Lawmakers Submit Bill to Exempt Themselves From Traffic Laws

MONROVIA, Montserrado – Lawmakers within the House of Representatives have proposed a bill to amend the Vehicle and Traffic Law to exclude top government officials from many of its key provisions.

Those provisions that lawmakers are seeking to exclude themselves from are contained in the “Rules of the Road” chapter of the law. If passed, the bill will mean lawmakers will not be legally required to abide by rules against reckless driving, operating a vehicle in an unsafe condition, or speeding. The senior government officials would also not have to adhere to traffic signals or be banned from driving under the influence of drugs and alcohol.

The proposed bill reads: “The provisions of this chapter shall not be applicable to vehicles owned or operated by the convoy of the president, the convoy of the president’s spouse, the convoy of the vice president, the convoy of a [former] president, the convoy of a [former] vice president, the minister of justice, the minister of defense, the minister of state, the minister of finance, the minister of foreign affairs, the chief of staff and deputy chief of staff, the convoy of the speaker of the House of Representatives, the convoy of the president pro tempore of the Senate, the members of the legislature, the convoy of the chief justice, the associate justice[s] of the Supreme Court, the Liberia National Police, and other agencies of the national security apparatus of the government as maybe [sic] designated by the president of Liberia.”

As the law currently exists, the only exclusions are provided for “persons, motor vehicles, and other equipment while actually engaged at work improving or maintaining a highway” and “vehicles operated by public service corporations while actually engaged in work on the installation or maintenance of public service facilities on or adjacent to a highway.”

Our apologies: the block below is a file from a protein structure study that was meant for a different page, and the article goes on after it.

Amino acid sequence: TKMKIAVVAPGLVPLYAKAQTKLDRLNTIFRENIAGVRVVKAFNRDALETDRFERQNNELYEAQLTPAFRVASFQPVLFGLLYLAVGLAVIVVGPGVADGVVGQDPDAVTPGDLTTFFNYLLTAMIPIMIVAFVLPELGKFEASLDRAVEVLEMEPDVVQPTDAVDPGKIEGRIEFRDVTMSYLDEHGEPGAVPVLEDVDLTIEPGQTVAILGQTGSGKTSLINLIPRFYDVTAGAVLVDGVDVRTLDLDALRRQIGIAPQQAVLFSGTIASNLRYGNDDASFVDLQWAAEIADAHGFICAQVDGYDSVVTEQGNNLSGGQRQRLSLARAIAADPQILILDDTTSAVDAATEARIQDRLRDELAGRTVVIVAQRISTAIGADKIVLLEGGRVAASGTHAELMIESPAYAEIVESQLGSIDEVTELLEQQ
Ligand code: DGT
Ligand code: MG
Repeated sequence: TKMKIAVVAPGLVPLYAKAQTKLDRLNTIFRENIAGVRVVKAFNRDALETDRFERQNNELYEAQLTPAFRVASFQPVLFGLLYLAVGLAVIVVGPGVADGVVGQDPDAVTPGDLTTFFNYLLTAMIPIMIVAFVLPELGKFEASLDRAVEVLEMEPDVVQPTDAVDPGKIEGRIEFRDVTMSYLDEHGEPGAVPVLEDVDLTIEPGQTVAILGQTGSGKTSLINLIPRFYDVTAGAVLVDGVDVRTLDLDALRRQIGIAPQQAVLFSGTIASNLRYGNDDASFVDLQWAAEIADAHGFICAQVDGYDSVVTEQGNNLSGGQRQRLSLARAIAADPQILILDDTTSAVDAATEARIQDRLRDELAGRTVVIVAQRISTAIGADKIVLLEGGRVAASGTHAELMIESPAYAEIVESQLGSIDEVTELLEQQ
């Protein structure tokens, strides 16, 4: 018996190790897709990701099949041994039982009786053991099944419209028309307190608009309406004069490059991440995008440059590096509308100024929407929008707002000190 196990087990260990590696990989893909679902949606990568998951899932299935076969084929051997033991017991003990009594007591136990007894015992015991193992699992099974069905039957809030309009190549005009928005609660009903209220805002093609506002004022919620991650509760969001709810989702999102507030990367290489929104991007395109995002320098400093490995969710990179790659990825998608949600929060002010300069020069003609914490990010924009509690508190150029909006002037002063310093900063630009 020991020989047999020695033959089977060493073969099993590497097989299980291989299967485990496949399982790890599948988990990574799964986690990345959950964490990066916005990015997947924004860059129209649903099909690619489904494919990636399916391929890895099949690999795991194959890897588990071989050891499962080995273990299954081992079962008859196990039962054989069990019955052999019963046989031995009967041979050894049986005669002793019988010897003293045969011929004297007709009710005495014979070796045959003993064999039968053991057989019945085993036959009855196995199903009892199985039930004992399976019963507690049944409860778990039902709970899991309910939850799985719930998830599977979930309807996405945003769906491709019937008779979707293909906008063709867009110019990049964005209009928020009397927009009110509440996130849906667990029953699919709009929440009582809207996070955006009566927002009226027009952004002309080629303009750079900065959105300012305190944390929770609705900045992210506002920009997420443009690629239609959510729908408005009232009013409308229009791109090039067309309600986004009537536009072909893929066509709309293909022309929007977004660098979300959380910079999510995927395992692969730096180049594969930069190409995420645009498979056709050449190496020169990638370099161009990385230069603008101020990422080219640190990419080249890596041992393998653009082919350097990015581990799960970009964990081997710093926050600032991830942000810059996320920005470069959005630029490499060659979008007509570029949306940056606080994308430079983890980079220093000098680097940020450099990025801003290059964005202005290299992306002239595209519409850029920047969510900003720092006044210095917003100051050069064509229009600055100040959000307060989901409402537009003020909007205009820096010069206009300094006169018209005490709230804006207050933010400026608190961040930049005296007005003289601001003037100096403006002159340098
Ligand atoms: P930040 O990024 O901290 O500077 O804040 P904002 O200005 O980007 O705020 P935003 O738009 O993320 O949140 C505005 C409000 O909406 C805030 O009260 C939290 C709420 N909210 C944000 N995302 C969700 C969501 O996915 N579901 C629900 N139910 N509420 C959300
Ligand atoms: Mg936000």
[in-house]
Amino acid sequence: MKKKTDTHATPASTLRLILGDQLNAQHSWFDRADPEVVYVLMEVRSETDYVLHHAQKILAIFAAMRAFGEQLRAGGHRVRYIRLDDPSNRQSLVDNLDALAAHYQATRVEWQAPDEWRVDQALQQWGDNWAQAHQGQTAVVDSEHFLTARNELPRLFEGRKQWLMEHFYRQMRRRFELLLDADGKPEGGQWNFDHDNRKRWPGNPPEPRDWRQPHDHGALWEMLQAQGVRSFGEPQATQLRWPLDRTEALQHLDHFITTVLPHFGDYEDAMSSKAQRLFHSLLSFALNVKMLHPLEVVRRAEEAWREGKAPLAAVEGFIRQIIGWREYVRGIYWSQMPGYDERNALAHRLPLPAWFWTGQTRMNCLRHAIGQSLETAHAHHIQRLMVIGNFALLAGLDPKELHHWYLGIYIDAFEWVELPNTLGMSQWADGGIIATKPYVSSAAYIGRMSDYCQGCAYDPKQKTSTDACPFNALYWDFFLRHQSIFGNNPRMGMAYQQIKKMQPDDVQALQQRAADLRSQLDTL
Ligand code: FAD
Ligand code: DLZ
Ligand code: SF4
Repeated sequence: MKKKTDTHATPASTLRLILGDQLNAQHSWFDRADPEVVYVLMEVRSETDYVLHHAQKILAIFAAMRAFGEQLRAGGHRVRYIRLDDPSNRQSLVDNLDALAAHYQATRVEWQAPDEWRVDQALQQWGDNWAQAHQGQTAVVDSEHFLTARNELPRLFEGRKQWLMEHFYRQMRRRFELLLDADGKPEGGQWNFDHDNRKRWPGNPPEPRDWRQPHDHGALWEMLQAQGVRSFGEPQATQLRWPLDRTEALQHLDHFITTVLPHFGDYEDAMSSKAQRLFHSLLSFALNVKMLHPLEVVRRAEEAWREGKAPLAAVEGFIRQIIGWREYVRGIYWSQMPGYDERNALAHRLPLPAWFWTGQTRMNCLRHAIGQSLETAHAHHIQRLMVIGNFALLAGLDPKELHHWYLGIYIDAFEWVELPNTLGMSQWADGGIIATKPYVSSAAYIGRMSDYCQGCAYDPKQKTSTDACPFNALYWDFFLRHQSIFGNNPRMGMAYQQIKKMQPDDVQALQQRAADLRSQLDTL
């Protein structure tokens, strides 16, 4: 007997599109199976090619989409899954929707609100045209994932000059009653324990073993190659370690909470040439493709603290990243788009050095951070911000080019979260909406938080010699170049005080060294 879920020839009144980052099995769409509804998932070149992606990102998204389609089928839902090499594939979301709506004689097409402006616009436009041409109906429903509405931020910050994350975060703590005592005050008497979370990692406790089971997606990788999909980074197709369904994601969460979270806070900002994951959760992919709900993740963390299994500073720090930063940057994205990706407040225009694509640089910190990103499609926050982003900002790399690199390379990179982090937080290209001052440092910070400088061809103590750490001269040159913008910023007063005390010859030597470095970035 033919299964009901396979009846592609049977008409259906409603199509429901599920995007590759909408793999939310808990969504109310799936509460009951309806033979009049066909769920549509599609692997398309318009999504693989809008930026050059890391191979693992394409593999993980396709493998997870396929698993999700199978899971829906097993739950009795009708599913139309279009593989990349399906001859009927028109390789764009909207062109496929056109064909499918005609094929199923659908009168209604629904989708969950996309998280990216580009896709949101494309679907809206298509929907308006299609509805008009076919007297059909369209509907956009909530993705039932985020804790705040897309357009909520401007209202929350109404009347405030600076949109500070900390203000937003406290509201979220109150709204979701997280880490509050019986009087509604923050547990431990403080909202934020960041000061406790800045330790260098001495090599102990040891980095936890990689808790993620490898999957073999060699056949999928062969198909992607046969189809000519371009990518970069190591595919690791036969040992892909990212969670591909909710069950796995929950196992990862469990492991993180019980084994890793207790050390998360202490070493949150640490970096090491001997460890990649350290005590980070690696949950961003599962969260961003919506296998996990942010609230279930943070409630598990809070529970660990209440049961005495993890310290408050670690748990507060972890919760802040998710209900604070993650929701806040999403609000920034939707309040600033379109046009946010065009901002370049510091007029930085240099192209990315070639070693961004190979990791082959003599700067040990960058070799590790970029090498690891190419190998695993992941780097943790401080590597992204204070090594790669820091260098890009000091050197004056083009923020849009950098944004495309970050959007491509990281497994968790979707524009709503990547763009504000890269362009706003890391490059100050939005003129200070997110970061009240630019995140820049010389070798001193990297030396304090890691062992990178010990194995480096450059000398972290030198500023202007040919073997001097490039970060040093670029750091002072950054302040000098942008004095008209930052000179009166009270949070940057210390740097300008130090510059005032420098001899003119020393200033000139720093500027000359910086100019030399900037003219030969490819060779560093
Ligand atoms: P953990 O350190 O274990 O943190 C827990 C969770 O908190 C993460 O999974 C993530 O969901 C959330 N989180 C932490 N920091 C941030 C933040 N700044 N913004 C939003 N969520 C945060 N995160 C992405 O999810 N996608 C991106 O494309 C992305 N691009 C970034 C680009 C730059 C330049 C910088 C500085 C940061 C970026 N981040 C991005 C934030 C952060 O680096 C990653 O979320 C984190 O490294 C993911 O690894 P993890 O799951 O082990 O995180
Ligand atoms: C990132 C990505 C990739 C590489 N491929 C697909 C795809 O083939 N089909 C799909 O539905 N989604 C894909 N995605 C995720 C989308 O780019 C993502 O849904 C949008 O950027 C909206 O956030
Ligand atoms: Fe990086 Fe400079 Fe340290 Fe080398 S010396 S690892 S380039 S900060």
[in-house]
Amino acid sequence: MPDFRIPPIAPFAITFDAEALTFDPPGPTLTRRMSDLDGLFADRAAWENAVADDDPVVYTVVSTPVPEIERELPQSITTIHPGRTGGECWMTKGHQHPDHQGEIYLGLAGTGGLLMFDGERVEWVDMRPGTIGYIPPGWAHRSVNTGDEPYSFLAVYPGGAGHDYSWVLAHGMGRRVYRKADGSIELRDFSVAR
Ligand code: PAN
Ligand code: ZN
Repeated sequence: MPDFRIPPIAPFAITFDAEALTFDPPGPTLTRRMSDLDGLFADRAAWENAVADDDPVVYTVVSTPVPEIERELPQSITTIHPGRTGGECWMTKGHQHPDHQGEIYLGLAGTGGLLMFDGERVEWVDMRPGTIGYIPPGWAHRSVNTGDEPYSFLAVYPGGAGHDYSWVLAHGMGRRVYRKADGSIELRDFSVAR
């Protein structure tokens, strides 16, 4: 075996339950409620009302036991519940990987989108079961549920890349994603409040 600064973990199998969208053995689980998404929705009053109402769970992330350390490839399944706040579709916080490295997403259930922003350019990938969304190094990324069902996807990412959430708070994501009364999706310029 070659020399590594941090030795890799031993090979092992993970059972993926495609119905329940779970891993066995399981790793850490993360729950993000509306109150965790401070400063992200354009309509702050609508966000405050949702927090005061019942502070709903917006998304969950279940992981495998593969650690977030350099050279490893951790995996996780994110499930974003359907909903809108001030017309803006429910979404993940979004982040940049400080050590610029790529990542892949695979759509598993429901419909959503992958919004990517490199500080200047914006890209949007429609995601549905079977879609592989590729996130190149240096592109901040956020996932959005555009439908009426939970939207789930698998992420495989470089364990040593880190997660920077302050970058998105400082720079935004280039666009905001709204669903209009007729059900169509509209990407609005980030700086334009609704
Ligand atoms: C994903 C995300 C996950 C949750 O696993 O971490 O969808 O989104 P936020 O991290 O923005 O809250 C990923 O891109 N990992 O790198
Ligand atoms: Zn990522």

The bill has already been reviewed by the House Committee on Transport, headed by Rep. Emerson Kamara of Grand Cape Mount’s third district. Mary Karwor of Grand Bassa’s second district is the co-chair of the committee. The committee presented a report on September 6 to the plenary.

As lawmakers are proposing changes of self-interest to the Vehicle and Traffic Law, the law, which was written in 1972, is long overdue for a more comprehensive rewrite. The law makes references to fines and fees that do not specify which currency to use. Additionally, those fines and fees, which will need to be updated often, are more suitable to be contained in regulations, as opposed to a law.

The move to exclude themselves and other top government officials from abiding by the rules of the road comes just three months after two lawmakers had their vehicles stopped by inspectors from the Ministry of Transport for not being registered.

During a routine inspection of vehicles on Monday, June 11, a vehicle belonging to Rep. Yekeh Y. Kolubah of Montserrado’s 10th district was impounded by Ministry of Transport inspectors for not being registered, in addition to the driver lacking a driver’s license.

The incident occurred at the 540 Junction in Congo Town. Oliver Dillon, the inspector who impounded the vehicle, said it contained plates used by lawmakers from earlier years, as opposed to the plates currently used. Moreover, the vehicle only had one license plate, at the front of the vehicle.

“This car technically belongs to Representative Kolubah and this plate is expired and more besides, only one plate it’s carrying, and our law says you should carry two plates, one at front, another at the back,” Dillon said. “Also, the driver does not have a driver’s license. He’s not above the law. Even [a] lawmaker should have a driver’s license – that’s what qualifies you to be a driver.”

The lawmaker was not in the vehicle at the time of the vehicle being impounded but he soon came to the scene and demanded the release of this vehicle.

Kolubah said, as a lawmaker, his driver did not need a license.

“La my security. Anything he do, he’s open for it,” Kolubah said in colloquial Liberian English to a group of reporters who had gathered. “He’s assigned with me in the Capitol and on the Capitol payroll.”

A vehicle belonging to Rep. Francis Dopoh of River Gee’s third district was also parked by Dillon, the Transport Ministry inspector.

Citizens on the scene expressed dissatisfaction about the abuse of power by the lawmakers, whose vehicles were eventually set free by the inspector.

“Since you let him go because he’s a representative, you must let us go too because we too are citizens and if those we elect to represent us and make laws on our behalf violate the law and go free, why should we also suffer from same violation,” said Peter Doe, a commercial driver on the scene.

Lawmakers later summoned Sam Wlue, the transport minister and Dillon, the inspector, and threatened to hold them in contempt.

Mafanta Kromah contributed to this article. Featured photo by Mafanta Kromah

Jefferson is a co-founder of The Bush Chicken. He has a Masters in Transportation Infrastructure and Systems Engineering and previously worked for the Washington Metropolitan Area Transit Authority in Washington, DC.

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